So I have been wondering - am I doing the same thing with people? Are there precious souls out there crying, wishing someone would hear them, wishing someone would call, or come by, or come looking for them?

Tabby must have been crying the whole 3 1/2 days, because his voice was down to a hoarse squeak, and didn’t come back to normal for days. And what about people? Are all the people who are smiling in church really smiling deep inside? Don’t we sometimes put on a smile to hide our pain from others who don’t really care?

Years ago, my friend, Christa, and I decided to go through the church records and find the names of people who had once belonged to our congregation, but had, for some reason, stopped coming.

There we found the names of a couple who had been at one time very active in the church, but who had not been attending for several years. Christa and I were rather new to this congregation, so we did not know these people. Why we chose this particular couple, I do not recall. But Christa decided to visit them and become acquainted.

When she returned from the first visit, Christa was glowing with excitement. She found these people to be delightful and friendly, but having been hurt by things that happened while they were in the church. Soon I was doing a bit of counseling with them, and as the visits continued, a friendship developed. Old hurts were put away, and their faith in God was renewed. They returned to church and have been faithful members to this day.

Although they have moved to a different location, we retain our connection with each other, and our mutual hope in our soon-coming Lord and Savior. They are no longer estranged from the body of Christ.

Remembering this story makes me wonder how many are like this precious couple; how many are still waiting for someone to reach out and touch their lives with the healing ministry of reconciliation. I’m so glad for people who, like my sister, Linda, do not wait to see if people will return from the pain of their wounded hearts, but who go out looking and listening for their cries, go out hoping to find the lost ones, go out expecting to bring back the ones who have wandered off and cannot find their way back.

I am also appreciative of those who make a practice of noticing the person who sits in the back seat so he or she can slip quietly out during the last song, and heads them off in the foyer with a smile, a hearty handshake, and an invitation to dinner.

I applaud the faithful members with a shepherd’s heart who always remember your name, who look you straight in the eye and ask how your sick child is doing, who remember you faithfully in their daily prayers, and call you periodically just to tell you they care. I think lovingly of the pastors who visit you when you are sick, who express their appreciation of the work you do for the church, no matter how menial the task may be, and who don’t play favorites.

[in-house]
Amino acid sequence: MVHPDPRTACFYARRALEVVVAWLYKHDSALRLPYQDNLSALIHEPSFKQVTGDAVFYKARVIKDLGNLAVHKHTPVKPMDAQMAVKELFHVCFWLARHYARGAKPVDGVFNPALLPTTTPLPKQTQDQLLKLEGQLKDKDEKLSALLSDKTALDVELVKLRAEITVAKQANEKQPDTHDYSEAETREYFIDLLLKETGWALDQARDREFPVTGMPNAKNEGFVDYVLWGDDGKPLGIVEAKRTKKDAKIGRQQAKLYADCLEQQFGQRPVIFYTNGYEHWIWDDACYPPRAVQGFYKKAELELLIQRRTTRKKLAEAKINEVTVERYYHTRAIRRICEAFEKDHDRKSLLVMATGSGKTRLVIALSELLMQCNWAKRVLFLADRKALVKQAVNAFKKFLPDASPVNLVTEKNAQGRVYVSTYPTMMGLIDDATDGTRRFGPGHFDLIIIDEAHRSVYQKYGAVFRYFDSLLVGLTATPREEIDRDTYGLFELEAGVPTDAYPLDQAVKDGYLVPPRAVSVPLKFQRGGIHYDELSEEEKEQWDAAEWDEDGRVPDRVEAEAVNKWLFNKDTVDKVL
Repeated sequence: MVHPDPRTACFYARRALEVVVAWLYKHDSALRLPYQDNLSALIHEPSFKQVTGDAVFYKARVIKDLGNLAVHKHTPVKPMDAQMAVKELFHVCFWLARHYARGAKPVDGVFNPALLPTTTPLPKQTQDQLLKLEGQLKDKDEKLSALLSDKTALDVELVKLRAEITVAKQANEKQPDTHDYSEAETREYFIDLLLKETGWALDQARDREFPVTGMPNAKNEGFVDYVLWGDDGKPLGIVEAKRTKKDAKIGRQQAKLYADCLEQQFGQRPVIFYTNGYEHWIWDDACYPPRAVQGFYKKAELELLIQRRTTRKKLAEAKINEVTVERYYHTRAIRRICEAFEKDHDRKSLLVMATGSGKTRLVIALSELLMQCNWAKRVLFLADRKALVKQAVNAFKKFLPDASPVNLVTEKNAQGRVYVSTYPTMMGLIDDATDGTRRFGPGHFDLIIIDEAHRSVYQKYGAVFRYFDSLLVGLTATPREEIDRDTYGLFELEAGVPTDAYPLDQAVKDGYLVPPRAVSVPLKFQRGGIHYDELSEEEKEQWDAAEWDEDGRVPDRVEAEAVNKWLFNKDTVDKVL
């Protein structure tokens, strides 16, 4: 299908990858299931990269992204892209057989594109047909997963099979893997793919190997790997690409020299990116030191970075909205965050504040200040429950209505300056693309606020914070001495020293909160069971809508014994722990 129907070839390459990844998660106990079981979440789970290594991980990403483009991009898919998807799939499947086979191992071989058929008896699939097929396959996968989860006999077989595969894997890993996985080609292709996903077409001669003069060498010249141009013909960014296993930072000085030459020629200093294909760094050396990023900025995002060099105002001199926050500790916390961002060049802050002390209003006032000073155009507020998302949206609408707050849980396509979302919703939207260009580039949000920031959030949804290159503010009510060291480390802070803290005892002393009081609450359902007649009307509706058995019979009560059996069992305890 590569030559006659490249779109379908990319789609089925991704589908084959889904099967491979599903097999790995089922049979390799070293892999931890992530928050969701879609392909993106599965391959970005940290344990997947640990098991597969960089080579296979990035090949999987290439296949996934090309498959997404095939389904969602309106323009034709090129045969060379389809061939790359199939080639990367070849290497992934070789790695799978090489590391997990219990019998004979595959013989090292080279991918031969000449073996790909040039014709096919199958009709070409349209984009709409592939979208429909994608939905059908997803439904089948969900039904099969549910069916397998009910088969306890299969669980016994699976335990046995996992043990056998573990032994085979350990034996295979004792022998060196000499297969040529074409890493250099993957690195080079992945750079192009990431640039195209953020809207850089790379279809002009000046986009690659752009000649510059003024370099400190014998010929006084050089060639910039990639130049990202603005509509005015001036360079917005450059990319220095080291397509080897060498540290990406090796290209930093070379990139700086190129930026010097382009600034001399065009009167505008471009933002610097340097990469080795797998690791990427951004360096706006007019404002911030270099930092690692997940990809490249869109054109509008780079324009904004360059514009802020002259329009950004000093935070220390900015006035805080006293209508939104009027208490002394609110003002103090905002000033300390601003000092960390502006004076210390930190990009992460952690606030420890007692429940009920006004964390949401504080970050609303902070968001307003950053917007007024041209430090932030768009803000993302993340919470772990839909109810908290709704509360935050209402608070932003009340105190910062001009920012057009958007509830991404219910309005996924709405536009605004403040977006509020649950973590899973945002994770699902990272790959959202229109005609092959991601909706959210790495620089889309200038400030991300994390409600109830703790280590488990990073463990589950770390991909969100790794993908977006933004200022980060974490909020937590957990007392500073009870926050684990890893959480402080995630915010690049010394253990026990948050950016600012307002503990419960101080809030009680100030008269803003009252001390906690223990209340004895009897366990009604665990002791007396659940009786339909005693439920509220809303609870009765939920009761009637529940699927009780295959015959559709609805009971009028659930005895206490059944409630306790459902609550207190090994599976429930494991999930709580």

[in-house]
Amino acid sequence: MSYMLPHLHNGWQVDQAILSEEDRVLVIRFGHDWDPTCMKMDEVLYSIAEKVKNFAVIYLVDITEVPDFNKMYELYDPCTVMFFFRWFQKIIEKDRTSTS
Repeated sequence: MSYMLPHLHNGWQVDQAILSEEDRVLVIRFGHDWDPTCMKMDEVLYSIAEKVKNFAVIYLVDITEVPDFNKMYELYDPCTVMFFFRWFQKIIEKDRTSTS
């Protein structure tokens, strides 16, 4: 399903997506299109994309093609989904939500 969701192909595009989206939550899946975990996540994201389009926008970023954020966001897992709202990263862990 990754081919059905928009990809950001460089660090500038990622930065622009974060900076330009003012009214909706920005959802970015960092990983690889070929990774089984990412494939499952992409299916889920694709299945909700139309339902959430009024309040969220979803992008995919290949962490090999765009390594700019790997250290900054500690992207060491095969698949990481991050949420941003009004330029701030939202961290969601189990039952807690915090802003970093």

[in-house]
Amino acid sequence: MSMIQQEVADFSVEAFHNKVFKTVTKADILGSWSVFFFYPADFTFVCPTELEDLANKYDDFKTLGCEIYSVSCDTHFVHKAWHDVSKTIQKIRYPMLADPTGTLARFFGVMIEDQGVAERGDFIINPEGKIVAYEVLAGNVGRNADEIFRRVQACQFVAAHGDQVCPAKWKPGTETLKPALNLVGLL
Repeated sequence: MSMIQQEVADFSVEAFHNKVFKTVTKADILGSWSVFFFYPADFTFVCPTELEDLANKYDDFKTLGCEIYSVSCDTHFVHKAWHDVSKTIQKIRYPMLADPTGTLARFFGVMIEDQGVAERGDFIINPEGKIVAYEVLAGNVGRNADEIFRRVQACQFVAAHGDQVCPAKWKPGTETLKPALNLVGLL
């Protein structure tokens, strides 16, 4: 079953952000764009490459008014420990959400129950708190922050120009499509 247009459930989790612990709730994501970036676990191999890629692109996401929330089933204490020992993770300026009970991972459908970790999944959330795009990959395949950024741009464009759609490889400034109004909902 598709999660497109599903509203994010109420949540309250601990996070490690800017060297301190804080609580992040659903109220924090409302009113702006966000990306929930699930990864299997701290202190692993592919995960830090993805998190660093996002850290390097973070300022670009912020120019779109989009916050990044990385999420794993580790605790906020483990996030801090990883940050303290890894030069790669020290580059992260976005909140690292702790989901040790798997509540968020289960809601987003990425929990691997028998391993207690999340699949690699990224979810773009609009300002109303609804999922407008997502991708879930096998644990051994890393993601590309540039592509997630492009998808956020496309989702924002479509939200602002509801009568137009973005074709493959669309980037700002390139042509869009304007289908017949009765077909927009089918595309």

Of course, the list could go on, but I think you know what I mean. We all need loving friends, understanding acquaintances, and kind fellow travelers in this otherwise dark world where sin has marred so much in our environment. In short, we need people around us to be like Jesus, to show us in their lives what He is like, and how we can learn to be like Him, too.

I guess that means that I need to be more like my sister – to get out there where I can hear the little cries of the lost, get close enough to see the glistening tear, be sensitive enough to feel the unspoken needs of the people all around me who are waiting for the healing touch of the Master. Maybe if we all try to be more aware of what we can do to touch someone’s life with joy each day, no one will ever be lost in church again!

“Therefore, if anyone is in Christ, he is a new creation; the old has gone, the new has come! All this is from God, who reconciled us to Himself through Christ and gave us the ministry of reconciliation: that God was reconciling the world to Himself in Christ, not counting men’s sins against them. And He has committed to us the message of reconciliation. We are therefore Christ’s ambassadors, as though God were making His appeal through us. We implore you on Christ’s behalf: Be reconciled to God.” 2 Cor. 5:17-20.